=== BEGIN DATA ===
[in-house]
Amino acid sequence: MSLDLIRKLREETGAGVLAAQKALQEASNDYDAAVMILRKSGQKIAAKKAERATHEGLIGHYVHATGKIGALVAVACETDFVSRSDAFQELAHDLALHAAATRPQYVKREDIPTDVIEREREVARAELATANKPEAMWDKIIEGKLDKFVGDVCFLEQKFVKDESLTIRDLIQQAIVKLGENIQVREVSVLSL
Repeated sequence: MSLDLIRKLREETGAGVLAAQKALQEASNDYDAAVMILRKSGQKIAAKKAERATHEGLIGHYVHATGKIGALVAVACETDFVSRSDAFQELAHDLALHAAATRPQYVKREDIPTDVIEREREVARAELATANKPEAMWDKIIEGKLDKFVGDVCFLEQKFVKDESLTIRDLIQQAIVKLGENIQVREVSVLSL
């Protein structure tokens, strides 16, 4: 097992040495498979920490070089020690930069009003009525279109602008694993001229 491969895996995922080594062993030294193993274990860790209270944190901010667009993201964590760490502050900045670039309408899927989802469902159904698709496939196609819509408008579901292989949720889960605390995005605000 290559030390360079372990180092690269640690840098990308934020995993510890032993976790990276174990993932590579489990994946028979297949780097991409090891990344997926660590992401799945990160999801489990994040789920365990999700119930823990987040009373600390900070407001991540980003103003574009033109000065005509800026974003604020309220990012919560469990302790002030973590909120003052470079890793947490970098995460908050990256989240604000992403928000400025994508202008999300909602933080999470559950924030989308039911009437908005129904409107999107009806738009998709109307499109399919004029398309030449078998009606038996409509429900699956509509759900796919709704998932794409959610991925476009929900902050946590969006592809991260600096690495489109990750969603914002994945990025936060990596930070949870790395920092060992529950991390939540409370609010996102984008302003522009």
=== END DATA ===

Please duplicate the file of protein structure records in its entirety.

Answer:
[in-house]
Amino acid sequence: MSLDLIRKLREETGAGVLAAQKALQEASNDYDAAVMILRKSGQKIAAKKAERATHEGLIGHYVHATGKIGALVAVACETDFVSRSDAFQELAHDLALHAAATRPQYVKREDIPTDVIEREREVARAELATANKPEAMWDKIIEGKLDKFVGDVCFLEQKFVKDESLTIRDLIQQAIVKLGENIQVREVSVLSL
Repeated sequence: MSLDLIRKLREETGAGVLAAQKALQEASNDYDAAVMILRKSGQKIAAKKAERATHEGLIGHYVHATGKIGALVAVACETDFVSRSDAFQELAHDLALHAAATRPQYVKREDIPTDVIEREREVARAELATANKPEAMWDKIIEGKLDKFVGDVCFLEQKFVKDESLTIRDLIQQAIVKLGENIQVREVSVLSL
């Protein structure tokens, strides 16, 4: 097992040495498979920490070089020690930069009003009525279109602008694993001229 491969895996995922080594062993030294193993274990860790209270944190901010667009993201964590760490502050900045670039309408899927989802469902159904698709496939196609819509408008579901292989949720889960605390995005605000 290559030390360079372990180092690269640690840098990308934020995993510890032993976790990276174990993932590579489990994946028979297949780097991409090891990344997926660590992401799945990160999801489990994040789920365990999700119930823990987040009373600390900070407001991540980003103003574009033109000065005509800026974003604020309220990012919560469990302790002030973590909120003052470079890793947490970098995460908050990256989240604000992403928000400025994508202008999300909602933080999470559950924030989308039911009437908005129904409107999107009806738009998709109307499109399919004029398309030449078998009606038996409509429900699956509509759900796919709704998932794409959610991925476009929900902050946590969006592809991260600096690495489109990750969603914002994945990025936060990596930070949870790395920092060992529950991390939540409370609010996102984008302003522009």